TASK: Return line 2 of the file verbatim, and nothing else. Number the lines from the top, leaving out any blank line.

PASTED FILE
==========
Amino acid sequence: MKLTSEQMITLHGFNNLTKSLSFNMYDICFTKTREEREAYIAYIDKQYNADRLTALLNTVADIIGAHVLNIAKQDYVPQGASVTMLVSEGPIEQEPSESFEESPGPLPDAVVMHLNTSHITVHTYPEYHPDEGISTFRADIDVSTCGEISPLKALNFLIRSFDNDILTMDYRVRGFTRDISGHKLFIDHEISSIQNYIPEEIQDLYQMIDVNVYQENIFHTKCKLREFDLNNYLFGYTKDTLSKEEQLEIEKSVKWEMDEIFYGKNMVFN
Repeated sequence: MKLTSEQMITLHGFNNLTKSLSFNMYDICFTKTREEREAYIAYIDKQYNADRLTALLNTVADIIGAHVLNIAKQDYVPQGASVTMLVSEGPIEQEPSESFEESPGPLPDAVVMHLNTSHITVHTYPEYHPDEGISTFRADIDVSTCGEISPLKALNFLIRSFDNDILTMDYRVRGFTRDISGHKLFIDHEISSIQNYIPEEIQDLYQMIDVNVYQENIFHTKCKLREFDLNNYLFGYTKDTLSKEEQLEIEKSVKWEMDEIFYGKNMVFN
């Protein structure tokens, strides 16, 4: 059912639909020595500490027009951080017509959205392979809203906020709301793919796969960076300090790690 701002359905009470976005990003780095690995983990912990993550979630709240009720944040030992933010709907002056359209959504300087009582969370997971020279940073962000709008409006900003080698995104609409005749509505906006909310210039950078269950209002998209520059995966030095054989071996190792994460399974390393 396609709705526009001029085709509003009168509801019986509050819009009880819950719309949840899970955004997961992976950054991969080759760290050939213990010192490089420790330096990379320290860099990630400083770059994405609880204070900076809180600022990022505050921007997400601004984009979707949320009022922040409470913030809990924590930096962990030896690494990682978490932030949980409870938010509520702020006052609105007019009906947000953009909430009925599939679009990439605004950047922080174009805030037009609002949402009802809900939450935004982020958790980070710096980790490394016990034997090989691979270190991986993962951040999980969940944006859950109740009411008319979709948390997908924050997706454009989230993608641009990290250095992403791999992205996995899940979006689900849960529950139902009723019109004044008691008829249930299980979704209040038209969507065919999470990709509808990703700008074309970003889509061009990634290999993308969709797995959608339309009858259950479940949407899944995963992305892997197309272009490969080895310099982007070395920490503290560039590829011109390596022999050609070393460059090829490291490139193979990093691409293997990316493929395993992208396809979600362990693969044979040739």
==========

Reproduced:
Repeated sequence: MKLTSEQMITLHGFNNLTKSLSFNMYDICFTKTREEREAYIAYIDKQYNADRLTALLNTVADIIGAHVLNIAKQDYVPQGASVTMLVSEGPIEQEPSESFEESPGPLPDAVVMHLNTSHITVHTYPEYHPDEGISTFRADIDVSTCGEISPLKALNFLIRSFDNDILTMDYRVRGFTRDISGHKLFIDHEISSIQNYIPEEIQDLYQMIDVNVYQENIFHTKCKLREFDLNNYLFGYTKDTLSKEEQLEIEKSVKWEMDEIFYGKNMVFN